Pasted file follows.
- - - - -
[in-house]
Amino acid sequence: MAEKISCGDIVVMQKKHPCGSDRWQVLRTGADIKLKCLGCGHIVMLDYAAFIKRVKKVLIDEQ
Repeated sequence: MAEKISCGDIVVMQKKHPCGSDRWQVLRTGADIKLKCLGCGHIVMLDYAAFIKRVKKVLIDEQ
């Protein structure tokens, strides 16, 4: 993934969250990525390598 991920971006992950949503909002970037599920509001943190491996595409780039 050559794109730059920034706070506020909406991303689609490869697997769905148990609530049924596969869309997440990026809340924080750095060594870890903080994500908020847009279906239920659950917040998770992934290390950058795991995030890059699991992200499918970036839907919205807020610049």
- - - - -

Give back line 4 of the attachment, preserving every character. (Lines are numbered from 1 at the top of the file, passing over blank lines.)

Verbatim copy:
């Protein structure tokens, strides 16, 4: 993934969250990525390598 991920971006992950949503909002970037599920509001943190491996595409780039 050559794109730059920034706070506020909406991303689609490869697997769905148990609530049924596969869309997440990026809340924080750095060594870890903080994500908020847009279906239920659950917040998770992934290390950058795991995030890059699991992200499918970036839907919205807020610049």